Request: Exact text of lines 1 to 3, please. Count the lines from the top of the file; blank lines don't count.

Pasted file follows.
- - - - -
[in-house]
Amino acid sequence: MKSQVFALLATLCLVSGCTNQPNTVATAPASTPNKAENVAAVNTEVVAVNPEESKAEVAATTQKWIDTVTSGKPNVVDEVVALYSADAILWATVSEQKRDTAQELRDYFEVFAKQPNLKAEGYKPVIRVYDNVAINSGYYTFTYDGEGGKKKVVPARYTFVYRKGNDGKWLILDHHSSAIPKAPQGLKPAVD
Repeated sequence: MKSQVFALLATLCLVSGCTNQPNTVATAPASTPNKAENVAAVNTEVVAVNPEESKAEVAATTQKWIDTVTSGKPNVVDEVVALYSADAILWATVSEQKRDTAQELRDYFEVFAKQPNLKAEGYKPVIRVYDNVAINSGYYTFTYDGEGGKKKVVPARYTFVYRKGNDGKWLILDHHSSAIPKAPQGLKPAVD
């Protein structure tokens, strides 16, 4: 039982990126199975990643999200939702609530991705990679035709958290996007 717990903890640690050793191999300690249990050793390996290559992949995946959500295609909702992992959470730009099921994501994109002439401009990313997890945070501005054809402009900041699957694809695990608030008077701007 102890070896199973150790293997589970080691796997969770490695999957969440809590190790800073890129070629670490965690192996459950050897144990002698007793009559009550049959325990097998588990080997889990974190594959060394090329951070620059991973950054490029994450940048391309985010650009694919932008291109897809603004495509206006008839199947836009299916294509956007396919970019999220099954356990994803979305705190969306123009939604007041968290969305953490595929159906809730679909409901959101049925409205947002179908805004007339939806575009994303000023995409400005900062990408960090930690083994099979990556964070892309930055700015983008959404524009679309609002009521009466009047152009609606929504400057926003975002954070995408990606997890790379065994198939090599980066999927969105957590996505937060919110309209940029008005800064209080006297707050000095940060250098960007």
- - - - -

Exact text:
[in-house]
Amino acid sequence: MKSQVFALLATLCLVSGCTNQPNTVATAPASTPNKAENVAAVNTEVVAVNPEESKAEVAATTQKWIDTVTSGKPNVVDEVVALYSADAILWATVSEQKRDTAQELRDYFEVFAKQPNLKAEGYKPVIRVYDNVAINSGYYTFTYDGEGGKKKVVPARYTFVYRKGNDGKWLILDHHSSAIPKAPQGLKPAVD
Repeated sequence: MKSQVFALLATLCLVSGCTNQPNTVATAPASTPNKAENVAAVNTEVVAVNPEESKAEVAATTQKWIDTVTSGKPNVVDEVVALYSADAILWATVSEQKRDTAQELRDYFEVFAKQPNLKAEGYKPVIRVYDNVAINSGYYTFTYDGEGGKKKVVPARYTFVYRKGNDGKWLILDHHSSAIPKAPQGLKPAVD